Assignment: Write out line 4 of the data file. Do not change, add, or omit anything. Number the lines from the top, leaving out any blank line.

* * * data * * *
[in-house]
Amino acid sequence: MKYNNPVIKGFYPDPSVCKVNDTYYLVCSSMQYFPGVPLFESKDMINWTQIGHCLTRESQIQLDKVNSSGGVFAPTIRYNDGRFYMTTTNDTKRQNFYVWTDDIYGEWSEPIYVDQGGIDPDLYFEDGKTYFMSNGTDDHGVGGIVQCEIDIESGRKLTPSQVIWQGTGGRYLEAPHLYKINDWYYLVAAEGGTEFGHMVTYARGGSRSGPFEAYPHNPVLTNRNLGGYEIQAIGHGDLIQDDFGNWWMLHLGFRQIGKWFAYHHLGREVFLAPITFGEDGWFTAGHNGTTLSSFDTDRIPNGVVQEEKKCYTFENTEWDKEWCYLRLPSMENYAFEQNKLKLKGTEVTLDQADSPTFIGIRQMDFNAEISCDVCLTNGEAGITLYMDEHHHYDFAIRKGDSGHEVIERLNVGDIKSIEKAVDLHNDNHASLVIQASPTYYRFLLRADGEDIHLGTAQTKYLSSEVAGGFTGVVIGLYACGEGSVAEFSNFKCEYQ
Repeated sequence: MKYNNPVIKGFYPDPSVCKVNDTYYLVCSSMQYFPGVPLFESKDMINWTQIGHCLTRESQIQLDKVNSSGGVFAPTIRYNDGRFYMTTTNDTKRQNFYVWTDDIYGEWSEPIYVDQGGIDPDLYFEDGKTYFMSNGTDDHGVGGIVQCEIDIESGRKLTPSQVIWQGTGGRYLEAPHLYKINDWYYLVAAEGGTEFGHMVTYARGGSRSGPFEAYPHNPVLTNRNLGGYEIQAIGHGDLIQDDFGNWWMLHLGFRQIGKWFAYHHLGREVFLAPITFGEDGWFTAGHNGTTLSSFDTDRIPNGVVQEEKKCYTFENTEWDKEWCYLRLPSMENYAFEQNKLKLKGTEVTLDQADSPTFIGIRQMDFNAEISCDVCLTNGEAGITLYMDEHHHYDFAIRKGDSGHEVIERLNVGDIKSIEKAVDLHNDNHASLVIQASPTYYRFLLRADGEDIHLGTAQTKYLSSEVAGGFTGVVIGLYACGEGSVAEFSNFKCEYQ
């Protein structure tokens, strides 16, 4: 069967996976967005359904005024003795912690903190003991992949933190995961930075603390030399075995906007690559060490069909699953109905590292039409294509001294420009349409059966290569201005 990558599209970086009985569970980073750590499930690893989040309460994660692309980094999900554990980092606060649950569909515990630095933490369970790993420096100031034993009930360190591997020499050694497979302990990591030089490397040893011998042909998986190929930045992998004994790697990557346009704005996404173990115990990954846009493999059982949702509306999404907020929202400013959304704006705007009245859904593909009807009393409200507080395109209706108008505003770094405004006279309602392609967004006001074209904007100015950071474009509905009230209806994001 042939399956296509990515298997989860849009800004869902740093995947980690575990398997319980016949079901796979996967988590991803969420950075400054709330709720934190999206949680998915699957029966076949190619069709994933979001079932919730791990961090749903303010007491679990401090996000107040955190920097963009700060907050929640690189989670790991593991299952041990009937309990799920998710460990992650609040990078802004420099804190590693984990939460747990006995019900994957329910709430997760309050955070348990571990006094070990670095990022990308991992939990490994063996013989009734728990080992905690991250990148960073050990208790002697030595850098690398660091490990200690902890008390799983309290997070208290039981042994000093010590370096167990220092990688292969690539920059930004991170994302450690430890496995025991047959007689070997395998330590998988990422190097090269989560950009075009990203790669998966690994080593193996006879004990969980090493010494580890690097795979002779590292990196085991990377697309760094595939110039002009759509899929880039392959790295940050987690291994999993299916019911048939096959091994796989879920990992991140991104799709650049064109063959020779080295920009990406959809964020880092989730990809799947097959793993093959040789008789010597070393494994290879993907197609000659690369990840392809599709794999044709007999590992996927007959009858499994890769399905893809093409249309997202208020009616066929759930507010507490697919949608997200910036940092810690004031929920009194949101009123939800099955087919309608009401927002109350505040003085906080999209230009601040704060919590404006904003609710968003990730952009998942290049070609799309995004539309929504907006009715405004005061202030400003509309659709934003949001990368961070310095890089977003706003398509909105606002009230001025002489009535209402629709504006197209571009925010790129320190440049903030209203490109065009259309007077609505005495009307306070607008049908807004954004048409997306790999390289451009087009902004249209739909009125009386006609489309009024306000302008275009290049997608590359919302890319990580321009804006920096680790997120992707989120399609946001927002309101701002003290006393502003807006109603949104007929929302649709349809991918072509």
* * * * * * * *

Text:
């Protein structure tokens, strides 16, 4: 069967996976967005359904005024003795912690903190003991992949933190995961930075603390030399075995906007690559060490069909699953109905590292039409294509001294420009349409059966290569201005 990558599209970086009985569970980073750590499930690893989040309460994660692309980094999900554990980092606060649950569909515990630095933490369970790993420096100031034993009930360190591997020499050694497979302990990591030089490397040893011998042909998986190929930045992998004994790697990557346009704005996404173990115990990954846009493999059982949702509306999404907020929202400013959304704006705007009245859904593909009807009393409200507080395109209706108008505003770094405004006279309602392609967004006001074209904007100015950071474009509905009230209806994001 042939399956296509990515298997989860849009800004869902740093995947980690575990398997319980016949079901796979996967988590991803969420950075400054709330709720934190999206949680998915699957029966076949190619069709994933979001079932919730791990961090749903303010007491679990401090996000107040955190920097963009700060907050929640690189989670790991593991299952041990009937309990799920998710460990992650609040990078802004420099804190590693984990939460747990006995019900994957329910709430997760309050955070348990571990006094070990670095990022990308991992939990490994063996013989009734728990080992905690991250990148960073050990208790002697030595850098690398660091490990200690902890008390799983309290997070208290039981042994000093010590370096167990220092990688292969690539920059930004991170994302450690430890496995025991047959007689070997395998330590998988990422190097090269989560950009075009990203790669998966690994080593193996006879004990969980090493010494580890690097795979002779590292990196085991990377697309760094595939110039002009759509899929880039392959790295940050987690291994999993299916019911048939096959091994796989879920990992991140991104799709650049064109063959020779080295920009990406959809964020880092989730990809799947097959793993093959040789008789010597070393494994290879993907197609000659690369990840392809599709794999044709007999590992996927007959009858499994890769399905893809093409249309997202208020009616066929759930507010507490697919949608997200910036940092810690004031929920009194949101009123939800099955087919309608009401927002109350505040003085906080999209230009601040704060919590404006904003609710968003990730952009998942290049070609799309995004539309929504907006009715405004005061202030400003509309659709934003949001990368961070310095890089977003706003398509909105606002009230001025002489009535209402629709504006197209571009925010790129320190440049903030209203490109065009259309007077609505005495009307306070607008049908807004954004048409997306790999390289451009087009902004249209739909009125009386006609489309009024306000302008275009290049997608590359919302890319990580321009804006920096680790997120992707989120399609946001927002309101701002003290006393502003807006109603949104007929929302649709349809991918072509």